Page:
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|Title:||Transposon mutagenesis identifies genes driving hepatocellular carcinoma in a chronic hepatitis B mouse model||Authors:||Bard-Chapeau, E.A.
De Jong, J.
|Issue Date:||Jan-2014||Citation:||Bard-Chapeau, E.A., Nguyen, A.-T., Rust, A.G., Sayadi, A., Lee, P., Chua, B.Q., New, L.-S., De Jong, J., Ward, J.M., Chin, C.K.Y., Chew, V., Toh, H.C., Abastado, J.-P., Benoukraf, T., Soong, R., Bard, F.A., Dupuy, A.J., Johnson, R.L., Radda, G.K., Chan, E.C.Y., Wessels, L.F.A., Adams, D.J., Jenkins, N.A., Copeland, N.G. (2014-01). Transposon mutagenesis identifies genes driving hepatocellular carcinoma in a chronic hepatitis B mouse model. Nature Genetics 46 (1) : 24-32. ScholarBank@NUS Repository. https://doi.org/10.1038/ng.2847||Abstract:||The most common risk factor for developing hepatocellular carcinoma (HCC) is chronic infection with hepatitis B virus (HBV). To better understand the evolutionary forces driving HCC, we performed a near-saturating transposon mutagenesis screen in a mouse HBV model of HCC. This screen identified 21 candidate early stage drivers and a very large number (2,860) of candidate later stage drivers that were enriched for genes that are mutated, deregulated or functioning in signaling pathways important for human HCC, with a striking 1,199 genes being linked to cellular metabolic processes. Our study provides a comprehensive overview of the genetic landscape of HCC. © 2014 Nature America, Inc.||Source Title:||Nature Genetics||URI:||http://scholarbank.nus.edu.sg/handle/10635/116010||ISSN:||10614036||DOI:||10.1038/ng.2847|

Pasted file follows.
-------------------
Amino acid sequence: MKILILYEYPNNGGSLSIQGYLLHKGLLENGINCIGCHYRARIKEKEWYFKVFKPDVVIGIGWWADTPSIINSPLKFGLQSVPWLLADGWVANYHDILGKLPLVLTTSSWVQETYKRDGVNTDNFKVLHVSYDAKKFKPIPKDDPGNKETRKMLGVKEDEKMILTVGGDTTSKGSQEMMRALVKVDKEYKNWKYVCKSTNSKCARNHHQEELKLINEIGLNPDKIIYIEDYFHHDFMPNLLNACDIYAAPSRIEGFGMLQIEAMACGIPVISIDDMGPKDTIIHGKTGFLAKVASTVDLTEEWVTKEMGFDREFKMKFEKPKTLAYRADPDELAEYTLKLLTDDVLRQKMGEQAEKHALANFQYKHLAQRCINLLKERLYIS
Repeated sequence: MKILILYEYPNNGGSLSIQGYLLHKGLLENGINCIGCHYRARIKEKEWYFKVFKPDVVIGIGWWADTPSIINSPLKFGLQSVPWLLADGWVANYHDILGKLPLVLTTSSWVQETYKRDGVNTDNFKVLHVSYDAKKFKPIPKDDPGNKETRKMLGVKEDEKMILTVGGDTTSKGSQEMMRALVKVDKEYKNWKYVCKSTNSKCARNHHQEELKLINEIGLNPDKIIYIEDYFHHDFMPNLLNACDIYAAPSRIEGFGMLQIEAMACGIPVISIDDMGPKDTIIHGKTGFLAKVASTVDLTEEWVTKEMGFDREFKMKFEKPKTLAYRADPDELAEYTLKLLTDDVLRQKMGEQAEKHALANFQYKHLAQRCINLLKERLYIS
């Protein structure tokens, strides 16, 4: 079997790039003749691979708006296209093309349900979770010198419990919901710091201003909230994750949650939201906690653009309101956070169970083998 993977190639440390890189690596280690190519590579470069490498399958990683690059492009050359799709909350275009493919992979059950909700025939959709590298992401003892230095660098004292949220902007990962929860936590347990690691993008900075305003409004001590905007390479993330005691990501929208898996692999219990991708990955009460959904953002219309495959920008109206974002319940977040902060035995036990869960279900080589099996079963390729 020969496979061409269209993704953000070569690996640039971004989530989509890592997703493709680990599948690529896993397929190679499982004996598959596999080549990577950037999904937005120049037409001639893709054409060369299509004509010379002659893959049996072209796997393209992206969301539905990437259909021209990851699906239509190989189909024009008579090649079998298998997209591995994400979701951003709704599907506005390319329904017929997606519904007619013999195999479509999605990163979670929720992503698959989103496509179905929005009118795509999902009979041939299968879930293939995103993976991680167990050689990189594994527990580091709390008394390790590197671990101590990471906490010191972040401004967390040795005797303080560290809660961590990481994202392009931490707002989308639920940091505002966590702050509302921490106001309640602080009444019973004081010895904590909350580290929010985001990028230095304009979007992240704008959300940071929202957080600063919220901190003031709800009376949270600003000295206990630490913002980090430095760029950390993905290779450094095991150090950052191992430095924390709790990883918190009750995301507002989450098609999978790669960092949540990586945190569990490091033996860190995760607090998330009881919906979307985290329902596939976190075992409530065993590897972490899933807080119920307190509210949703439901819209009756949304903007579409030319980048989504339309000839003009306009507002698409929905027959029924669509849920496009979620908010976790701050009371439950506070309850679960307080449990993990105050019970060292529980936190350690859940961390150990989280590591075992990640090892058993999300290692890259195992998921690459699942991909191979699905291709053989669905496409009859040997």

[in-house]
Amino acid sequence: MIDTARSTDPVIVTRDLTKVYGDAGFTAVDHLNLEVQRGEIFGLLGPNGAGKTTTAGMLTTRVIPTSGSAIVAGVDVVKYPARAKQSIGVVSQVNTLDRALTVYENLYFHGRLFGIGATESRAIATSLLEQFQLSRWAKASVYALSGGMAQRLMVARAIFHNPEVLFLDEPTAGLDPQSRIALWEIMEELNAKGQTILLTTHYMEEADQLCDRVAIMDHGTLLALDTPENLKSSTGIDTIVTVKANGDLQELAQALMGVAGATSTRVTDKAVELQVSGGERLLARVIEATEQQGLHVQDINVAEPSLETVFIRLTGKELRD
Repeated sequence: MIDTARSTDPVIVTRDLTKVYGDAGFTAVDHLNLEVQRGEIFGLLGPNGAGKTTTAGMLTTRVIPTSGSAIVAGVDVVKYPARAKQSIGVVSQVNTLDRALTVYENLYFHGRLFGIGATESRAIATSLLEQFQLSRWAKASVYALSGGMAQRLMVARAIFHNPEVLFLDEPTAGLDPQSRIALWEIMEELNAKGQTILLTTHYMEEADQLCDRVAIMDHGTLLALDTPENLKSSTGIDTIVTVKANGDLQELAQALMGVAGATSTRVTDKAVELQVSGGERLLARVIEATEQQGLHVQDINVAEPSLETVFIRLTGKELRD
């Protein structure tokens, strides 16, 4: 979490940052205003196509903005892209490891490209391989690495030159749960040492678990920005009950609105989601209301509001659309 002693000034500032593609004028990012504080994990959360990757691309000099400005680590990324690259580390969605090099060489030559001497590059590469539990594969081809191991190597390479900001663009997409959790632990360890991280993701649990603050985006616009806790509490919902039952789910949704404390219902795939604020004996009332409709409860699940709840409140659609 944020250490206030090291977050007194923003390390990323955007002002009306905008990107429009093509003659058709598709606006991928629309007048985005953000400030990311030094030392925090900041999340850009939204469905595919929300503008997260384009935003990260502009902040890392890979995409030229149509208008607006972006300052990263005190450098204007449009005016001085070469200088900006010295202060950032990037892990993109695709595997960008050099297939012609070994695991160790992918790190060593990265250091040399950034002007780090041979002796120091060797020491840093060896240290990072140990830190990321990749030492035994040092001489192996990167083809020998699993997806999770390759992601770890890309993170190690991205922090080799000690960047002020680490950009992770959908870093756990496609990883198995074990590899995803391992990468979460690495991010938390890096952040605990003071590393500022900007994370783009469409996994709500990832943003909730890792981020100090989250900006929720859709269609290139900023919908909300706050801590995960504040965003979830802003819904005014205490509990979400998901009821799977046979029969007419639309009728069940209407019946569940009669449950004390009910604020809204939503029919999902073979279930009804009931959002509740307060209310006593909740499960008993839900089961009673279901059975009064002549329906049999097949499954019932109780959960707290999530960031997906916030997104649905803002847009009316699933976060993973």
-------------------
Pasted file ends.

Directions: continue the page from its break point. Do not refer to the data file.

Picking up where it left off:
|Appears in Collections:||Staff Publications|
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